Nine times out of ten, they're going to pick the young person. Now you're the outsider. And if you're the outsider, then they all can coalesce against you. And then the lesson doesn't get done.
There were a couple of lessons. One: never go one-on-one. Two: trust the student to get the lesson back. Three, trust yourself to be able to freestyle yourself back the way you need to go. And then four—Joel M. Beats says this, trust the process.
This whole teaching and learning is a dance more than anything else. You trust your partner because your partner wants to get you to have the best performance, as well.
Noelle: But there was a moment too, where I was watching your proximity to the learners, and you were naturally okay if you turned your shoulder and your back to students who were much engaged with you. To turn over here and say, “What's coming over here?” And then as other students would be like, “Yo, listen to what I'm doing,” you knew that those students had already known and realized you see them, you hear them, that what they're doing is on track. But that's part of their personality.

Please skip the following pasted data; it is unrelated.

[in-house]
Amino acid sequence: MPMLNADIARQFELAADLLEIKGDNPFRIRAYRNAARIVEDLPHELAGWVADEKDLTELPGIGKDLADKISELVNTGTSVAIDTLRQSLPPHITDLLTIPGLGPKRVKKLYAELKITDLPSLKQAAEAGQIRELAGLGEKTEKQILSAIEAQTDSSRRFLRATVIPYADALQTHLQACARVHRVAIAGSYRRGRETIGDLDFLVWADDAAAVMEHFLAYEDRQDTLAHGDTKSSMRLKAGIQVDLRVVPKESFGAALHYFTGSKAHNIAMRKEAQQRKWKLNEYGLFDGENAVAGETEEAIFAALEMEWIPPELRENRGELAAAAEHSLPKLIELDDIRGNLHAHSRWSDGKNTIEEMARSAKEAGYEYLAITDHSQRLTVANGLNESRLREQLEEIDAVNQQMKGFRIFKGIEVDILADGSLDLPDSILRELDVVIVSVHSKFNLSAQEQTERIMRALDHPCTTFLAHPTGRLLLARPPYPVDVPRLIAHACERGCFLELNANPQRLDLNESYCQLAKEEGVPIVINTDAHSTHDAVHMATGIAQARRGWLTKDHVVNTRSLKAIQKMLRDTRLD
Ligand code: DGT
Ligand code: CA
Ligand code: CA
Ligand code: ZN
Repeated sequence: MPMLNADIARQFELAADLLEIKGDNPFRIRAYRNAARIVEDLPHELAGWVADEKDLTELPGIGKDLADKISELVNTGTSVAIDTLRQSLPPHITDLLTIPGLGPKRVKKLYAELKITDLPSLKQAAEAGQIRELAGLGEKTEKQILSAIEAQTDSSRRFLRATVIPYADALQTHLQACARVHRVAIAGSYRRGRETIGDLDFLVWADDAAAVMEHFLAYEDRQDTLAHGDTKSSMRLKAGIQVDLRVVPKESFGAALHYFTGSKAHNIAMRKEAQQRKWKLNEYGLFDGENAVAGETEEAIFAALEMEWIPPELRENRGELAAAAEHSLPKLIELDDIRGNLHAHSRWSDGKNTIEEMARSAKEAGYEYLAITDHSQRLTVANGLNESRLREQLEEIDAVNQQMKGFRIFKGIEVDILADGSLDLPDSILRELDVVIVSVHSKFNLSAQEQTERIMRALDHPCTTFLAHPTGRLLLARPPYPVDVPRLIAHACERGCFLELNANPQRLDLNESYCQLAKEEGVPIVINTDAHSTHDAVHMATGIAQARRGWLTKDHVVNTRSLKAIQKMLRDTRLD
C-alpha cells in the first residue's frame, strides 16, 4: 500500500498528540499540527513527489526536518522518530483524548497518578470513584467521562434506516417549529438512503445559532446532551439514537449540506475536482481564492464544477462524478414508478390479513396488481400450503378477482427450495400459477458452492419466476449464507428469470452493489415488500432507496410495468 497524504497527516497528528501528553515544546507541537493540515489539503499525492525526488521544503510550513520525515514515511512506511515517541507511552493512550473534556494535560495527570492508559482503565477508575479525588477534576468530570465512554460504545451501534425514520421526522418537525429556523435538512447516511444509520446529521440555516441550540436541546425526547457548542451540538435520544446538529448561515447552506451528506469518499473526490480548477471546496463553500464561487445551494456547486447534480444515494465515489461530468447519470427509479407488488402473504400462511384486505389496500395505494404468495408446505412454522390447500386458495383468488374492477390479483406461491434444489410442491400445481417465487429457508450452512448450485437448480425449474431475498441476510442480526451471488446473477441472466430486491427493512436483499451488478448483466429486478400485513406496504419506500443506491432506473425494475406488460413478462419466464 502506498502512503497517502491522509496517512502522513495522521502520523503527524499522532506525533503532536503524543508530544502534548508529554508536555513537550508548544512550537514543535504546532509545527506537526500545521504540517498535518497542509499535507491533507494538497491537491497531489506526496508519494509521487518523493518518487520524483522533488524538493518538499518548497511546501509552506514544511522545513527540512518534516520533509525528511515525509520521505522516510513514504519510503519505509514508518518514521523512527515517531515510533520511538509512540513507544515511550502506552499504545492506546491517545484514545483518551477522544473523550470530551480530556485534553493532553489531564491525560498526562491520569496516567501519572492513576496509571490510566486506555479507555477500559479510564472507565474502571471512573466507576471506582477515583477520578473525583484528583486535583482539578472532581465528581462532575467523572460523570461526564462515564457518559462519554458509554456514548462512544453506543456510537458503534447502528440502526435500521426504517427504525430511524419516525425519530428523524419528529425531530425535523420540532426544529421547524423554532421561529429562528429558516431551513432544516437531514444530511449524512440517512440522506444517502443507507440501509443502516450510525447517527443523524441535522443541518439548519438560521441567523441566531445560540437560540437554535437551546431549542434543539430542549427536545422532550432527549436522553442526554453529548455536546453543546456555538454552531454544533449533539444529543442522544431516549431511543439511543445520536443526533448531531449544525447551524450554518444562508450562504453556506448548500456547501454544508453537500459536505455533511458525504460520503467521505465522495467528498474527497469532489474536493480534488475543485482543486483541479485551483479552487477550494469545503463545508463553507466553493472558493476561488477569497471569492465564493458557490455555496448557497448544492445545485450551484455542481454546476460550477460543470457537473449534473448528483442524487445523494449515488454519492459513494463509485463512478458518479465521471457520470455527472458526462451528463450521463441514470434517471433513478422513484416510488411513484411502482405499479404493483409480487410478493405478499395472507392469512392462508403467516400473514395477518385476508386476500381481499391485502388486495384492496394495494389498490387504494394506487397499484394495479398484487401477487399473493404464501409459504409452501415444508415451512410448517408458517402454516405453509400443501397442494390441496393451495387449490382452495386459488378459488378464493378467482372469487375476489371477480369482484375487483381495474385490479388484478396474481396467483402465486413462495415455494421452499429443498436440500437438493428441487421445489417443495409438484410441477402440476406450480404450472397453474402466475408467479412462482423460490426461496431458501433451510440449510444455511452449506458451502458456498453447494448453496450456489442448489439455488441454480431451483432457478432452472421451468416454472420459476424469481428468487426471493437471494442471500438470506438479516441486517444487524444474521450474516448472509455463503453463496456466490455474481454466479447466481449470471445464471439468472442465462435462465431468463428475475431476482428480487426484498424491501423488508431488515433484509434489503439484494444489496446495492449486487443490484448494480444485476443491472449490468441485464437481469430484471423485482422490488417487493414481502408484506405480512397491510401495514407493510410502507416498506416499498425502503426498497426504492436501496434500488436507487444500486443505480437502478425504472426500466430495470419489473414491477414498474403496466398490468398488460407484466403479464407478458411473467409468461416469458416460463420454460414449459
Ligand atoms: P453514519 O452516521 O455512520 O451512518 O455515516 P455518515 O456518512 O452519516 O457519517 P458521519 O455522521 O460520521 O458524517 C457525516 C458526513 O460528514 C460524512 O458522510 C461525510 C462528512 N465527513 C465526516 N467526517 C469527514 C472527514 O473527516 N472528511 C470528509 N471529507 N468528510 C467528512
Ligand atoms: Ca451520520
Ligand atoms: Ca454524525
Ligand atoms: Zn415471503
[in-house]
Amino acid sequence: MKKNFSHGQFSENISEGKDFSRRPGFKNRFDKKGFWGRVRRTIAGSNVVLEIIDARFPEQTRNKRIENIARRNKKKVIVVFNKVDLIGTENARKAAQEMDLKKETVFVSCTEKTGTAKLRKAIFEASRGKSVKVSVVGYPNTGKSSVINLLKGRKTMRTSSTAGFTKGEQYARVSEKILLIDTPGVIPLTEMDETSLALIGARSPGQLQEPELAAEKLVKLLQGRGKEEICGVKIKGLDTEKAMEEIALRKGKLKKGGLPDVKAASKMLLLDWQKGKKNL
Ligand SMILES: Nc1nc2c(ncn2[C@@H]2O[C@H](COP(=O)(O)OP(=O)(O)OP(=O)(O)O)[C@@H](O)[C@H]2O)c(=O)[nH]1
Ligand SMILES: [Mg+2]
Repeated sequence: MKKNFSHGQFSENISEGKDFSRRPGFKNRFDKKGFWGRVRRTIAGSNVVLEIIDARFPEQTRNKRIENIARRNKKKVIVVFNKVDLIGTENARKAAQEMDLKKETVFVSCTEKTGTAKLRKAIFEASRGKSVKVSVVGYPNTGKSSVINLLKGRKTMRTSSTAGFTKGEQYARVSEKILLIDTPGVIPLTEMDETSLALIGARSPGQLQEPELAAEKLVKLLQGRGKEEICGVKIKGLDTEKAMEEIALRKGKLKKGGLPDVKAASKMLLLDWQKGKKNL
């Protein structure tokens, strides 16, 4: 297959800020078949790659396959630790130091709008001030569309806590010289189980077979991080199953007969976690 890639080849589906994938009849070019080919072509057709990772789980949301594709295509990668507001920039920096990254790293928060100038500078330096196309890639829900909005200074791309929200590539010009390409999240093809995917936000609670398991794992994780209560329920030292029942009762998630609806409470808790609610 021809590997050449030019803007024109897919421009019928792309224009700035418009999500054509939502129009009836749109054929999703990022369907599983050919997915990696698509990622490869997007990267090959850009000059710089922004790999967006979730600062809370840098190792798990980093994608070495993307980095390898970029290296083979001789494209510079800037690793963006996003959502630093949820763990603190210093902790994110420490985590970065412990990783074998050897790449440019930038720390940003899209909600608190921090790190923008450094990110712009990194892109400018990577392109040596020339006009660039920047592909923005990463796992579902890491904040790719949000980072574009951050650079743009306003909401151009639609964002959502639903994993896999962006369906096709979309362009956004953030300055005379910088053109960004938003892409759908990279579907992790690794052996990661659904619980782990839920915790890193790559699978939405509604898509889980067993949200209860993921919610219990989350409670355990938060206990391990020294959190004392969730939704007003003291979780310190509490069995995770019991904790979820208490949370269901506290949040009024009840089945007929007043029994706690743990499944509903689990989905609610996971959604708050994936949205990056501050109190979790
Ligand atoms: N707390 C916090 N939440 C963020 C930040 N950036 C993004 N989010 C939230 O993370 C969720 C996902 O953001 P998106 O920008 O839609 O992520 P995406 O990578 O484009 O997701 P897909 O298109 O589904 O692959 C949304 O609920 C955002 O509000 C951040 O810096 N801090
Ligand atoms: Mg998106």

And you would do just enough to look over and say, “I hear you, but I got to come over here.”
Chris: People think that your words are your main tool. But as a teacher, your body is your instrument. Literally the physicality of your being. People ask me all the time why I'm so concerned with aesthetics. You know, I'll do the bow ties. Why do I have so much attention to detail in my aesthetics?
Because as a teacher, I see you. This is important. You have the blue and white seersucker vibe with the pink accents. Your watch is blue and pink. Your earrings are pink, the touch of pink in your lipstick. And when you're working with young people, every iota of your body is part of your teaching.
So your attention to aesthetics has to be off the hilt. Because they notice all those things like, “Oh my gosh, she cared enough to match her shirt to her watch for me. She cares enough about me.”
But most importantly, my body is like my weaponry, right?
So a shoulder to a student, not turning your back, but a shoulder to a student says, “I'm not focused on you right now, but [my shoulder] is still focused on you. At any second, I can always turn back around and you're with me.”